Brown bears seldom attack humans on sight, and usually avoid people. They are, however, unpredictable in temperament, and may attack if they are surprised or feel threatened.[100] Sows with cubs account for the majority of injuries and fatalities in North America. Habituated or food-conditioned bears can also be dangerous, as their long-term exposure to humans causes them to lose their natural shyness, and, in some cases, to associate humans with food. Small parties of one or two people are more often attacked than large groups, with only one known case of an attack on a group of six or more. In that instance, it is thought that due to surprise, the bear may not have recognized the size of the group.[101] In the majority of attacks resulting in injury, brown bears precede the attack with a growl or huffing sound,[100] In contrast to injuries caused by American black bears, which are usually minor, brown bear attacks tend to result in serious injury and, in some cases, death.[100] Brown bears seem to confront humans as they would when fighting other bears: they rise up on their hind legs, and attempt to "disarm" their victims by biting and holding on to the lower jaw to avoid being bitten in turn.[13] Due to the bears' enormous physical strength, even a single bite or swipe can be deadly, as in tigers, with some human victims having had their heads completely crushed by a bear bite.[36] Most attacks occur in the months of July, August, and September, the time when the number of outdoor recreationalists, such as hikers or hunters, is higher. People who assert their presence through noises tend to be less vulnerable, as they alert bears to their presence. In direct confrontations, people who run are statistically more likely to be attacked than those who stand their ground. Violent encounters with brown bears usually last only a few minutes, though they can be prolonged if the victims fight back.[100]

Attacks on humans are considered extremely rare in the former Soviet Union, though exceptions exist in districts where they are not pursued by hunters.[18] Siberian bears, for example, tend to be much bolder toward humans than their shyer, more persecuted European counterparts. In 2008, a platinum mining compound in the Olyotorsky district of northern Kamchatka was besieged by a group of 30 bears, who killed two guards and prevented workers from leaving their homes.[102] Ten people a year are killed by brown bears in Russia.[103] In Scandinavia, only three fatal attacks were recorded in the 20th century.[104]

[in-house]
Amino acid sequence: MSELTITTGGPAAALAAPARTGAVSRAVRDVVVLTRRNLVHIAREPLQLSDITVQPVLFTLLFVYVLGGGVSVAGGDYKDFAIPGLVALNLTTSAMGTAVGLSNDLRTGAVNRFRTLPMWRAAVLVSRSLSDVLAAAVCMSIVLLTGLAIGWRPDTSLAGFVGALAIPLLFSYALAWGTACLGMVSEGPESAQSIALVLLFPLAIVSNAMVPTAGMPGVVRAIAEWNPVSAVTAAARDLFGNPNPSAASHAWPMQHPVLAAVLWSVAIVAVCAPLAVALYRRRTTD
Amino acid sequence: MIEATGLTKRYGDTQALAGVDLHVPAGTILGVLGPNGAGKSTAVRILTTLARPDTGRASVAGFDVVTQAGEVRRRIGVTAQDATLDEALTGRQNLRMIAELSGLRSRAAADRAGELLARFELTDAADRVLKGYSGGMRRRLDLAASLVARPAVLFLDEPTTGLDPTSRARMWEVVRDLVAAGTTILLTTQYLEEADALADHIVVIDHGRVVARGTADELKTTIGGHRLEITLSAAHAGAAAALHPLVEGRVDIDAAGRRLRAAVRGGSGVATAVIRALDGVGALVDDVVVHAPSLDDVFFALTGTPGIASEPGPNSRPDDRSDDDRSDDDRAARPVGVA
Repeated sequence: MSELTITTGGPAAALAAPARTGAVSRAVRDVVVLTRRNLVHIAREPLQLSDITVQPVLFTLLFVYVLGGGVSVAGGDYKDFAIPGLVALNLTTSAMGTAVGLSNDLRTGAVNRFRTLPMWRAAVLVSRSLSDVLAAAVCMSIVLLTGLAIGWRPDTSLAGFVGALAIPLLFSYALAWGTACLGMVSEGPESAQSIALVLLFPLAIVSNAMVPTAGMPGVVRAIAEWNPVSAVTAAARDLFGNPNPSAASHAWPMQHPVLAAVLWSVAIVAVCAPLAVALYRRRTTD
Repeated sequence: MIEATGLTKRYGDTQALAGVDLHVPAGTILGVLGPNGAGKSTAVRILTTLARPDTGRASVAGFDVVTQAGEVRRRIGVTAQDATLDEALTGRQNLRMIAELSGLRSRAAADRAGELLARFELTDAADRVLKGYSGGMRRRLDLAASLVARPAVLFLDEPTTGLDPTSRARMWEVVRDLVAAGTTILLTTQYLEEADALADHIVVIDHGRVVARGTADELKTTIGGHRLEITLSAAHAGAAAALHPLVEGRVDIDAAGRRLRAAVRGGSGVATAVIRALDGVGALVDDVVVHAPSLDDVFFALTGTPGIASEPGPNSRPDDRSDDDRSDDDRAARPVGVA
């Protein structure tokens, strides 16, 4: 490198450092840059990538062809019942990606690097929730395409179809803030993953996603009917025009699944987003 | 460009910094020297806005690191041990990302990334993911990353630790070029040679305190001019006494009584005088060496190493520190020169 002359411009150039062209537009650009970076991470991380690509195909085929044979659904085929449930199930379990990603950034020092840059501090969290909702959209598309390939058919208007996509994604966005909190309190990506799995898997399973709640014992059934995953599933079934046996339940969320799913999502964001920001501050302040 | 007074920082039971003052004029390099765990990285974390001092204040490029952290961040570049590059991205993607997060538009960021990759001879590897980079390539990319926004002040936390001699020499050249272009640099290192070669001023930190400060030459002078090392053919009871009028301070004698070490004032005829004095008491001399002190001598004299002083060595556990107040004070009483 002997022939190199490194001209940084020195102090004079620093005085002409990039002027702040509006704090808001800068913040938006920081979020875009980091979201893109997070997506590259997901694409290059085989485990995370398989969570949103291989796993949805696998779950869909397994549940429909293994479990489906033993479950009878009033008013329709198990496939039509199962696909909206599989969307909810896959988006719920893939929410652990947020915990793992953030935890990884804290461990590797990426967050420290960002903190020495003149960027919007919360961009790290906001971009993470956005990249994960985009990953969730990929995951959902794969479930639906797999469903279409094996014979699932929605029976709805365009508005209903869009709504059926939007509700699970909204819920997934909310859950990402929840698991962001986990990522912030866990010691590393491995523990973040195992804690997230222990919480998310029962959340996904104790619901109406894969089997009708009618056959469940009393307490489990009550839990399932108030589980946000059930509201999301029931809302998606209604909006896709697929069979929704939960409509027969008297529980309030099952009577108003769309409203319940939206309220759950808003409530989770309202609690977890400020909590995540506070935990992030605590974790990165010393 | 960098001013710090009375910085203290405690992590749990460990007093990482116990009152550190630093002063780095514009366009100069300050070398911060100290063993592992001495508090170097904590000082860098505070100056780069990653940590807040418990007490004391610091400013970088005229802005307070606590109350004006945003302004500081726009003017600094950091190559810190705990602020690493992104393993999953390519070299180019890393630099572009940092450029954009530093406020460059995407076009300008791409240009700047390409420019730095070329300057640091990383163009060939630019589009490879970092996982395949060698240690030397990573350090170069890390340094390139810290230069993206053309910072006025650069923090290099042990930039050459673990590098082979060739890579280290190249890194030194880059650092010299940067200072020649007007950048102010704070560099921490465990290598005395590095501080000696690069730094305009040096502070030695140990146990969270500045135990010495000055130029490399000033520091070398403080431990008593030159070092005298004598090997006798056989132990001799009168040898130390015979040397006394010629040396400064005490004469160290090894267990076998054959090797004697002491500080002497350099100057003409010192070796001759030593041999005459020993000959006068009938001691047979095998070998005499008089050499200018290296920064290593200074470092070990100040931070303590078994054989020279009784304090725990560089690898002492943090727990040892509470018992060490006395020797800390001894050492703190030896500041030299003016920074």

In Japan, a large brown bear nicknamed "Kesagake" (袈裟懸け, "kesa-style slasher") made history for causing the worst bear attack in Japanese history at Tomamae, Hokkaidō during numerous encounters during December, 1915. It killed seven people (including one pregnant woman) and wounded three others (with possibly another three previous fatalities to its credit) before being gunned down after a large-scale beast-hunt. Today, there is still a shrine at Rokusensawa (六線沢), where the event took place, in memory of the victims of the incident.

Within Yellowstone National Park, injuries caused by grizzly attacks in developed areas averaged approximately one per year during the 1930s through to the 1950s, though it increased to four per year during the 1960s. They then decreased to one injury every two years during the 1970s. Between 1980 and 2002, there have been only two human injuries caused by grizzly bears in a developed area. Though grizzly attacks were rare in the backcountry before 1970, the number of attacks increased to an average of approximately one per year during the 1970s, 1980s, and 1990s.[105]

History of defense from bears[edit]

A study by US and Canadian researchers has found pepper spray to be more effective at stopping aggressive bear behavior than guns, working in 92% of studied incidents versus 67% for guns.[106] Carrying pepper spray is highly recommended by many authorities when traveling in bear country; however, carrying two means of deterrent, one of which is a large caliber gun, is also advised. Solid shotgun slugs, or three buckshot rounds, or a pistol of .44 caliber or more is suggested if a heavy hunting rifle is not available. Guns remain a viable, last resort option to be used in defense of life from aggressive bears.[107] Too often, people do not carry a proper caliber weapon to neutralize the bear. According to the Alaska Science Center, a 12 gauge shotgun with slugs has been the most effective weapon. There have been fewer injuries as a result of only carrying lethal loads in the shotgun, as opposed to deterrent rounds. State of Alaska Defense of Life or Property (DLP) laws require one to report the kill to authorities, and salvage the hide, skull, and claws.[108]

Campers are often told to wear bright colored red ribbons and bells, and carry whistles to ward off bears. They are told to look for grizzly scat in camping areas, and be careful to carry the bells and whistles in those areas. Grizzly scat is difficult to differentiate from black bear scat, as diet is in a constant state of flux depending on the availability of seasonal food items. If a bear is killed near camp, the bear's carcass must be adequately disposed of, including entrails and blood, if possible. Failure to move the carcass has often resulted in it attracting other bears and further exacerbating a bad situation. Moving camps immediately is another recommended method.

A page at the State of Alaska Department of Natural Resources website offers information about how to "select a gun that will stop a bear (12-gauge shotgun or .300 mag rifle)." This information is helpful for people venturing into "bear country", regardless of state or country,

Culture[edit]

"The Story of the Three Bears", illustration from Childhood's Favorites and Fairy Stories